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Climbing into the Promised Land, Ellis Island

Lewis Wickes Hine


Trained as a sociologist, Lewis Wickes Hine began a career in photography in 1905, when, as a teacher, he brought his class to Ellis Island. While encouraging his students to use cameras as part of their studies, Hines himself started to photograph and ultimately became a photojournalist. In this extraordinary image, immigrants in heavy coats and with their paperwork in hand climb a congested staircase in the process of becoming American citizens; Hine managed to juggle a huge, awkward camera while manipulating a crude device loaded with flash powder in order to compose this gripping picture of hope, confusion, and excitement. When he died, in 1940, Hine left behind a legacy of several thousand images of dazzling quality and social import, many of them portraits of workers, often children.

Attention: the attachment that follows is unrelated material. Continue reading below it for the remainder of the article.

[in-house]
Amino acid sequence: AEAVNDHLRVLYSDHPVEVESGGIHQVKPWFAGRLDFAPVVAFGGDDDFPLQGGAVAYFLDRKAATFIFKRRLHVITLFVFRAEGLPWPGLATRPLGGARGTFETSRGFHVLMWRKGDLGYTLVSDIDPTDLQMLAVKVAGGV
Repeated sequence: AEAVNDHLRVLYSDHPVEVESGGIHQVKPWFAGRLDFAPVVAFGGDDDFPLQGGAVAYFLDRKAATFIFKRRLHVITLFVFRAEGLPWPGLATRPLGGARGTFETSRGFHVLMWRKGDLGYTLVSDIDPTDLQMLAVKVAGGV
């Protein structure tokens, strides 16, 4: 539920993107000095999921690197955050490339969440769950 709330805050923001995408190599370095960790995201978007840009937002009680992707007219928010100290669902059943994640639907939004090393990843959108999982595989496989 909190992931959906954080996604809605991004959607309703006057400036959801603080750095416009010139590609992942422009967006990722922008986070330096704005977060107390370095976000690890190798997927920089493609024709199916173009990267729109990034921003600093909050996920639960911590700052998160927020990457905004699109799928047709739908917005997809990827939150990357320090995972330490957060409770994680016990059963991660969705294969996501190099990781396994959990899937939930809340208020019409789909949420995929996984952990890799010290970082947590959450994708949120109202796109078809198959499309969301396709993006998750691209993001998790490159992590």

MEDIUM Gelatin silver print
DATES 1908
DIMENSIONS image: 13 x 10 1/2 in. (33 x 26.7 cm) sheet: 13 5/16 x 11 in. (33.8 x 27.9 cm)  (show scale)
MARKINGS Stamped in ink on verso with studio stamp: "Lewis Hine interpretive photography, Hastings-on-Hudson, New York"; "Photograph by Lewis Hine from the Walter and Naomi Rosenblum collection"
SIGNATURE Signed in pencil on verso: "Hine"
CREDIT LINE Gift of Walter and Naomi Rosenblum
MUSEUM LOCATION This item is not on view
CAPTION Lewis Wickes Hine (American, 1874–1940). Climbing into the Promised Land, Ellis Island, 1908. Gelatin silver print, image: 13 x 10 1/2 in. (33 x 26.7 cm). Brooklyn Museum, Gift of Walter and Naomi Rosenblum, 84.237.1 (Photo: Brooklyn Museum, 84.237.1_SL1.jpg)
IMAGE overall, 84.237.1_SL1.jpg. Brooklyn Museum photograph
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RIGHTS STATEMENT No known copyright restrictions
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